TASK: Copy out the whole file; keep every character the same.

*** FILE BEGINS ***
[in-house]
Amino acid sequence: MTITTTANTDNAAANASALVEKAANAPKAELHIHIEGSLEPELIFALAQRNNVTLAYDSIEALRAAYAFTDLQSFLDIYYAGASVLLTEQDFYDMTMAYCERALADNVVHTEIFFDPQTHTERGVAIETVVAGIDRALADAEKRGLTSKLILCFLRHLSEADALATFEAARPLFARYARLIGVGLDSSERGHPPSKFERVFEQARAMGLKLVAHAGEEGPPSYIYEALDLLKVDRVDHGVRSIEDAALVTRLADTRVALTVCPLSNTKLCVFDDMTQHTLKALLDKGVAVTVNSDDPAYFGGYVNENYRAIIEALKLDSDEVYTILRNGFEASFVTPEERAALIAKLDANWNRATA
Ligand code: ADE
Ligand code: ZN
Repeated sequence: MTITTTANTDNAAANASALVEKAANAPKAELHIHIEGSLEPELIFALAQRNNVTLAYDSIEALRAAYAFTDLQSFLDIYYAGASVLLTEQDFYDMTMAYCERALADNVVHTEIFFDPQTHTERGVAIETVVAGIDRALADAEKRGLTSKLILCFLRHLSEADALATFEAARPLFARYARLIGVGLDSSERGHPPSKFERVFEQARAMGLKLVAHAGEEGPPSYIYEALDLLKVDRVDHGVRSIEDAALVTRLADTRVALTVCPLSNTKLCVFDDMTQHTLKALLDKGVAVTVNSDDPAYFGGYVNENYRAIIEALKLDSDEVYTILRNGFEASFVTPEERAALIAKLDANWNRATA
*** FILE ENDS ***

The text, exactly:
[in-house]
Amino acid sequence: MTITTTANTDNAAANASALVEKAANAPKAELHIHIEGSLEPELIFALAQRNNVTLAYDSIEALRAAYAFTDLQSFLDIYYAGASVLLTEQDFYDMTMAYCERALADNVVHTEIFFDPQTHTERGVAIETVVAGIDRALADAEKRGLTSKLILCFLRHLSEADALATFEAARPLFARYARLIGVGLDSSERGHPPSKFERVFEQARAMGLKLVAHAGEEGPPSYIYEALDLLKVDRVDHGVRSIEDAALVTRLADTRVALTVCPLSNTKLCVFDDMTQHTLKALLDKGVAVTVNSDDPAYFGGYVNENYRAIIEALKLDSDEVYTILRNGFEASFVTPEERAALIAKLDANWNRATA
Ligand code: ADE
Ligand code: ZN
Repeated sequence: MTITTTANTDNAAANASALVEKAANAPKAELHIHIEGSLEPELIFALAQRNNVTLAYDSIEALRAAYAFTDLQSFLDIYYAGASVLLTEQDFYDMTMAYCERALADNVVHTEIFFDPQTHTERGVAIETVVAGIDRALADAEKRGLTSKLILCFLRHLSEADALATFEAARPLFARYARLIGVGLDSSERGHPPSKFERVFEQARAMGLKLVAHAGEEGPPSYIYEALDLLKVDRVDHGVRSIEDAALVTRLADTRVALTVCPLSNTKLCVFDDMTQHTLKALLDKGVAVTVNSDDPAYFGGYVNENYRAIIEALKLDSDEVYTILRNGFEASFVTPEERAALIAKLDANWNRATA